Who was faithful to him that appointed him, as also Moses was faithful in all his house. For this man was counted worthy of more glory than Moses, inasmuch as he who hath builded the house hath more honour than the house. For every house is builded by some man; but he that built all things is God. And Moses verily was faithful in all his house, as a servant, for a testimony of those things which were to be spoken after; But Christ as a son over his own house; whose house are we, if we hold fast the confidence and the rejoicing of the hope firm unto the end. (Heb 3:2-6)

But they entered not in because of their unbelief. At this point Paul (who I am convinced is the author), brings in Psalm 95, where the Holy Ghost explains why they did not enter into the rest on that day when Moses brought them close:

Wherefore (as the Holy Ghost saith, To day if ye will hear his voice, Harden not your hearts, as in the provocation, in the day of temptation in the wilderness: When your fathers tempted me, proved me, and saw my works forty years. Wherefore I was grieved with that generation, and said, They do alway err in their heart; and they have not known my ways. So I sware in my wrath, They shall not enter into my rest.) (Heb 3:7-11)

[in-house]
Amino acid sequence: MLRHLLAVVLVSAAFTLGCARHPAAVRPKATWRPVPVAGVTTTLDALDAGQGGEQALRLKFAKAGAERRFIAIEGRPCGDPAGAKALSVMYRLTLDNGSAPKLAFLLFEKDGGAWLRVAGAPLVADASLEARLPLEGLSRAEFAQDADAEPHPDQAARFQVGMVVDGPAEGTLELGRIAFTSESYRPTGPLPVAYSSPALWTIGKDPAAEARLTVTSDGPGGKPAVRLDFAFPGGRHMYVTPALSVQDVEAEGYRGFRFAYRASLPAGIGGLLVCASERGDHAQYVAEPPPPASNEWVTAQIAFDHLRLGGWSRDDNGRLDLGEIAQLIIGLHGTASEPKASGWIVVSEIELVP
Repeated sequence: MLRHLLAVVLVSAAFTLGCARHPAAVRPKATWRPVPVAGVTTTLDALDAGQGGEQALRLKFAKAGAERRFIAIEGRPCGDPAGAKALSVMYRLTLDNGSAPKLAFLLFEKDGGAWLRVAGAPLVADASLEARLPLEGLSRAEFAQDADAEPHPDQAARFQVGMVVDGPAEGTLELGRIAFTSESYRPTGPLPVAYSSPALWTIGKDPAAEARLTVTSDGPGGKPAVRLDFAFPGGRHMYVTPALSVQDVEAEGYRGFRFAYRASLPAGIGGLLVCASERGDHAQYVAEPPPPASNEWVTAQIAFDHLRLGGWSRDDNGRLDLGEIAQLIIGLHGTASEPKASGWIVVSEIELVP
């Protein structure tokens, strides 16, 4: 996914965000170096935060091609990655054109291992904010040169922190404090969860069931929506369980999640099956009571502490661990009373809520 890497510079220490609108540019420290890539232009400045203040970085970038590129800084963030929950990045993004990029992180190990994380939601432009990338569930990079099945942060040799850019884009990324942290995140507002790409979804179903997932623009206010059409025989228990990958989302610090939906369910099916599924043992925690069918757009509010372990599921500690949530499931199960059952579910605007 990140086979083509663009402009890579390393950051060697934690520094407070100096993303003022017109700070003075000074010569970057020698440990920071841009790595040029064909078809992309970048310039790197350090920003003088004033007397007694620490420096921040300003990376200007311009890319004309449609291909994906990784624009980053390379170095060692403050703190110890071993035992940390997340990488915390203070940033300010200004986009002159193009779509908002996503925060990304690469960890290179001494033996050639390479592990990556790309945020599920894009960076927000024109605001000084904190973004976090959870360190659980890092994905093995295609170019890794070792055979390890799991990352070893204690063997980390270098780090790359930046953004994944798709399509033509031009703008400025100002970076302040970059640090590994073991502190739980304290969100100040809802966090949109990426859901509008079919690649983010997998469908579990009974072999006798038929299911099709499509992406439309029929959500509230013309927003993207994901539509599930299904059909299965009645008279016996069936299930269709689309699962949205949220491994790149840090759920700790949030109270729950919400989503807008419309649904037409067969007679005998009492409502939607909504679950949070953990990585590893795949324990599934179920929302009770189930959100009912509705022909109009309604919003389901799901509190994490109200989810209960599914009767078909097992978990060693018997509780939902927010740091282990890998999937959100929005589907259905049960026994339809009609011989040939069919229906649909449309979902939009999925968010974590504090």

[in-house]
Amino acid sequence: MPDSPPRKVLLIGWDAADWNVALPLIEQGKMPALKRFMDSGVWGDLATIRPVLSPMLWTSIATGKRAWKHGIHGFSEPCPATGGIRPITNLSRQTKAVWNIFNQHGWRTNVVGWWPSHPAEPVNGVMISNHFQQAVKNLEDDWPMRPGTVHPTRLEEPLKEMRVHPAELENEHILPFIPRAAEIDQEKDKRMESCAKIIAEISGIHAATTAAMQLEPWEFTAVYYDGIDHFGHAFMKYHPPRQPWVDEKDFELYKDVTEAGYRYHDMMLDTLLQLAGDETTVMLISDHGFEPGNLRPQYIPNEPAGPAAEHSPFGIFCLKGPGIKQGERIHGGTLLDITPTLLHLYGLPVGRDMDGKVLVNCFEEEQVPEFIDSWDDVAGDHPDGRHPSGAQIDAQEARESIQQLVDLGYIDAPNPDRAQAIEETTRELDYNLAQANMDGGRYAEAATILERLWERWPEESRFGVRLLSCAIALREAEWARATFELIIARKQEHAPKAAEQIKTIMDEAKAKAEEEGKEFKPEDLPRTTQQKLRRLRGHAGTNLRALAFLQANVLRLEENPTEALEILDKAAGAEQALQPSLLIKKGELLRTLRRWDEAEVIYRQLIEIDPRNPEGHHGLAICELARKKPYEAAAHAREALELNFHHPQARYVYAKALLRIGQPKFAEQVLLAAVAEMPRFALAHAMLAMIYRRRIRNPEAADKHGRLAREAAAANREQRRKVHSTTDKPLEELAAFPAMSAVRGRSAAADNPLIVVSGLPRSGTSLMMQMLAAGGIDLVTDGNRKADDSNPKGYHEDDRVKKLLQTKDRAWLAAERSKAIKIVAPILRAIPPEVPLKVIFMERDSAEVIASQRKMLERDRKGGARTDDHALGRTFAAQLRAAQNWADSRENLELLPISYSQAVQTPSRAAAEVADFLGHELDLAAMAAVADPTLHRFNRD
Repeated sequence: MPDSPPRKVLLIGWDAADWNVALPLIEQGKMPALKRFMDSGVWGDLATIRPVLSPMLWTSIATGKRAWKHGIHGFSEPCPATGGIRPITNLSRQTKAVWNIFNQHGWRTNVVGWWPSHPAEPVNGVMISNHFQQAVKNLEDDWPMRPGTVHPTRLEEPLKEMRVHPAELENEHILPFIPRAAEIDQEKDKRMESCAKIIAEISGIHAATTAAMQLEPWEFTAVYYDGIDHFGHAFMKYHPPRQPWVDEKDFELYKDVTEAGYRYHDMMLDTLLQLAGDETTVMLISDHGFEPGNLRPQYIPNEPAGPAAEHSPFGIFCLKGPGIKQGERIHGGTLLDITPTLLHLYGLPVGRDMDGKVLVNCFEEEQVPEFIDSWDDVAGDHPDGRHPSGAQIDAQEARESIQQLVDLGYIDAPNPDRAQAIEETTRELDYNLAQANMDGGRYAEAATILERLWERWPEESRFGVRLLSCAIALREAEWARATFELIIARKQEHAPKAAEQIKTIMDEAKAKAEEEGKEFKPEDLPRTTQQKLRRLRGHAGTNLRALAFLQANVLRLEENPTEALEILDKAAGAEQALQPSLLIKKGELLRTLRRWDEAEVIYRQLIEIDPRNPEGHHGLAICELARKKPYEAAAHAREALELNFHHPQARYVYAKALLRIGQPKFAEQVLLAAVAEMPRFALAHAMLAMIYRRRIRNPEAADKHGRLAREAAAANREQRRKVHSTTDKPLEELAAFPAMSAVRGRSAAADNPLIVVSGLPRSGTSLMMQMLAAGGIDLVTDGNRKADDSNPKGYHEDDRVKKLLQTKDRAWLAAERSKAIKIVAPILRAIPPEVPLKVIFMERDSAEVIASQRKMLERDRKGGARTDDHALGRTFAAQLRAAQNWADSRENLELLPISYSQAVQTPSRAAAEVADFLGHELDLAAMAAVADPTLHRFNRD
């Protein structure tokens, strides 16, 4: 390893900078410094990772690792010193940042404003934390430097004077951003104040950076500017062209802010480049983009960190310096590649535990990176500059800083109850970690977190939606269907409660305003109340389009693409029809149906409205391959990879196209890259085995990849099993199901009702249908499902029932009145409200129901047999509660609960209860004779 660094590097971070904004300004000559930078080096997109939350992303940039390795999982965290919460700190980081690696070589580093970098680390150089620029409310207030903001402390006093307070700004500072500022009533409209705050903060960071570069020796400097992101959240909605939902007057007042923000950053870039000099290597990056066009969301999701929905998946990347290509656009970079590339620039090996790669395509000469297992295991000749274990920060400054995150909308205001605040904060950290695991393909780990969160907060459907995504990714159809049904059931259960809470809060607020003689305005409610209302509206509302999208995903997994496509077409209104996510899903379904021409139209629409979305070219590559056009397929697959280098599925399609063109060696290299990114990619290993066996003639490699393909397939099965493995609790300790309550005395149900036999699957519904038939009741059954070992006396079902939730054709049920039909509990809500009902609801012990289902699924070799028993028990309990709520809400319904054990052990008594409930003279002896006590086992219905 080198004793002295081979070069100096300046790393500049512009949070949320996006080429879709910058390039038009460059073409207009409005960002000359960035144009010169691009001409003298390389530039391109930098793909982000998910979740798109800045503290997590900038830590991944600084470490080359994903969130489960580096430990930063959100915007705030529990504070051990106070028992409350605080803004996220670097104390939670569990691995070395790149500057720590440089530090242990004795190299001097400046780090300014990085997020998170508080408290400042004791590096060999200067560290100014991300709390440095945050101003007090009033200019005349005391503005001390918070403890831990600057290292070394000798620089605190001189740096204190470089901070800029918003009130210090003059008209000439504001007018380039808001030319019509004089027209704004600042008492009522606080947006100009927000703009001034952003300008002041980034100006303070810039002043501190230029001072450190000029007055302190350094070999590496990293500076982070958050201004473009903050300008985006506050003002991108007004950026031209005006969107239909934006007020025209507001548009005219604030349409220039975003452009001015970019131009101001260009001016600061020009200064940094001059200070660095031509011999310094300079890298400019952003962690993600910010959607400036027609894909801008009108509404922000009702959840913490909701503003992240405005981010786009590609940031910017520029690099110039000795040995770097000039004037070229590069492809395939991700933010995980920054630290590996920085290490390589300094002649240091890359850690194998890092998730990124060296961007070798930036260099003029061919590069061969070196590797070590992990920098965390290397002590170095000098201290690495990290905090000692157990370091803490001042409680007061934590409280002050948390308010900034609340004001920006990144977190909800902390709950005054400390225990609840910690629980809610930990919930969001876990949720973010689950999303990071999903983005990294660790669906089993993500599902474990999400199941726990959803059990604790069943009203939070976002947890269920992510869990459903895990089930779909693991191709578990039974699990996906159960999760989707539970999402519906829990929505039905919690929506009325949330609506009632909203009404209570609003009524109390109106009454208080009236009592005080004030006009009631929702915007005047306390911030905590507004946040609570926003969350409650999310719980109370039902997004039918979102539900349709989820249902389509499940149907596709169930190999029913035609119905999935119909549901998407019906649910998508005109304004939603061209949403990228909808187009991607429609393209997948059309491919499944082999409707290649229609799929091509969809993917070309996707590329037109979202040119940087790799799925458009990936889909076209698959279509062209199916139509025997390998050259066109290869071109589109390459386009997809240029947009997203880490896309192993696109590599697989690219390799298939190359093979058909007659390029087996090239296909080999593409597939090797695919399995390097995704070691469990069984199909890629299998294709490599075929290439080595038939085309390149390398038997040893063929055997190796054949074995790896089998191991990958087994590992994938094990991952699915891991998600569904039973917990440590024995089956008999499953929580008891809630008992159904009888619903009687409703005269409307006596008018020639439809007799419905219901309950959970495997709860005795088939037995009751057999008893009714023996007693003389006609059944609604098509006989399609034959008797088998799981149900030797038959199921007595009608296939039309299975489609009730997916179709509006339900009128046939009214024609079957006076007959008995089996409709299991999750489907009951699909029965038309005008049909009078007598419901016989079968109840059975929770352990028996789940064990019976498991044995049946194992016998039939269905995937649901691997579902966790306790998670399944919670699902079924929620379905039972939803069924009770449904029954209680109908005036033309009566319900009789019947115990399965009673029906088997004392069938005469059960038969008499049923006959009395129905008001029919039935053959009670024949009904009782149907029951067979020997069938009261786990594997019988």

Paul, applies this immediately to his reader:

Take heed, brethren, lest there be in any of you an evil heart of unbelief, in departing from the living God. But exhort one another daily, while it is called To day; lest any of you be hardened through the deceitfulness of sin. For we are made partakers of Christ, if we hold the beginning of our confidence stedfast unto the end; While it is said, To day if ye will hear his voice, harden not your hearts, as in the provocation.(Heb 3:12-15)

Why is it so important to apply it Today while it is still today?

For some, when they had heard, did provoke: howbeit not all that came out of Egypt by Moses. But with whom was he grieved forty years? was it not with them that had sinned, whose carcases fell in the wilderness? And to whom sware he that they should not enter into his rest, but to them that believed not? So we see that they could not enter in because of unbelief. (Heb 3:16-19)

None that did not believe on that day, entered into his rest. And this exhortation is given to support his main premise: the danger of neglecting this most excellent salvation (a warning which he repeats over and over in this epistle). This is then the immediate preceeding context of Chapter 4 in the OP's question, and important to understand the conclusion with which this passage starts: